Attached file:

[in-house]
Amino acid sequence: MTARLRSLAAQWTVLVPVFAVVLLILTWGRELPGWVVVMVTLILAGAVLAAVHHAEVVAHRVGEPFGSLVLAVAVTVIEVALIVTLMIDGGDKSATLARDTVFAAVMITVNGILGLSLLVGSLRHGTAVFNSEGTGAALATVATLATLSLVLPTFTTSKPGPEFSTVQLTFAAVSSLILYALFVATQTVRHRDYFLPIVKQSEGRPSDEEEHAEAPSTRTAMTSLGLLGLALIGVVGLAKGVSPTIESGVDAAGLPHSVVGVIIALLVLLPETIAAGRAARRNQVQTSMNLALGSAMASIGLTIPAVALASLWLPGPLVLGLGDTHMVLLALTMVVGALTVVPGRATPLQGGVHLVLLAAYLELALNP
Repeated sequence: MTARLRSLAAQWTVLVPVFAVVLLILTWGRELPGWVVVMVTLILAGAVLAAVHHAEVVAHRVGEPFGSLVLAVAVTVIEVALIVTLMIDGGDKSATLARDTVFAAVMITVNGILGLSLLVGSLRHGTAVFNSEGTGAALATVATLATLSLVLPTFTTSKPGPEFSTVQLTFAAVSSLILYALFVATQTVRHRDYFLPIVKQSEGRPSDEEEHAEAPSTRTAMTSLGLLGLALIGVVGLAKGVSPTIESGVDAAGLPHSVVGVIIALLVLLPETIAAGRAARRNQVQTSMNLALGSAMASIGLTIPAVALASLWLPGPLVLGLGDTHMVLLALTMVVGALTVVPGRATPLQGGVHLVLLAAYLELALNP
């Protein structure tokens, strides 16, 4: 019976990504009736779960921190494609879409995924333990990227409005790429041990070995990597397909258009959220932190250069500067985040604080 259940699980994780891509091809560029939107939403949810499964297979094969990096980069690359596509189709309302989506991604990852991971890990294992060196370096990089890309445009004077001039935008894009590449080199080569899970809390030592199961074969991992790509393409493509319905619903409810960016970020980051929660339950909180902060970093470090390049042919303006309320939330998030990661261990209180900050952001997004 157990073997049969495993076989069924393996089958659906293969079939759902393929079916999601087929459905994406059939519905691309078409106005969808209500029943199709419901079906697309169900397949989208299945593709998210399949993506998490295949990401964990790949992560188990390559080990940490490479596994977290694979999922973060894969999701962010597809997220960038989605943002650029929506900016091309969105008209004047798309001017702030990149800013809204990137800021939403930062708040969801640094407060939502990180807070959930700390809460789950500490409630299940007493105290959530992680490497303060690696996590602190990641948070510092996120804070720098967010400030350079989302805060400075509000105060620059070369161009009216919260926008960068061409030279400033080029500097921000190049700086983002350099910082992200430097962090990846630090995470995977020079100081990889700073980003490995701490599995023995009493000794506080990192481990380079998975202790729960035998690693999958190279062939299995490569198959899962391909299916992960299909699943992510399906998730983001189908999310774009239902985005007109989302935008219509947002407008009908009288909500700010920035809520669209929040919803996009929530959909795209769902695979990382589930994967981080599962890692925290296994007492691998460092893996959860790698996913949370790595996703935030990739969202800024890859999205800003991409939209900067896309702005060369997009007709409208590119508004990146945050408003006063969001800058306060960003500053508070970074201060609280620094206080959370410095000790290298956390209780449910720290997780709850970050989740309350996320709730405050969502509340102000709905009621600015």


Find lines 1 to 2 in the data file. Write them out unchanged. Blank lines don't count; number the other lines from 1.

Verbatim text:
[in-house]
Amino acid sequence: MTARLRSLAAQWTVLVPVFAVVLLILTWGRELPGWVVVMVTLILAGAVLAAVHHAEVVAHRVGEPFGSLVLAVAVTVIEVALIVTLMIDGGDKSATLARDTVFAAVMITVNGILGLSLLVGSLRHGTAVFNSEGTGAALATVATLATLSLVLPTFTTSKPGPEFSTVQLTFAAVSSLILYALFVATQTVRHRDYFLPIVKQSEGRPSDEEEHAEAPSTRTAMTSLGLLGLALIGVVGLAKGVSPTIESGVDAAGLPHSVVGVIIALLVLLPETIAAGRAARRNQVQTSMNLALGSAMASIGLTIPAVALASLWLPGPLVLGLGDTHMVLLALTMVVGALTVVPGRATPLQGGVHLVLLAAYLELALNP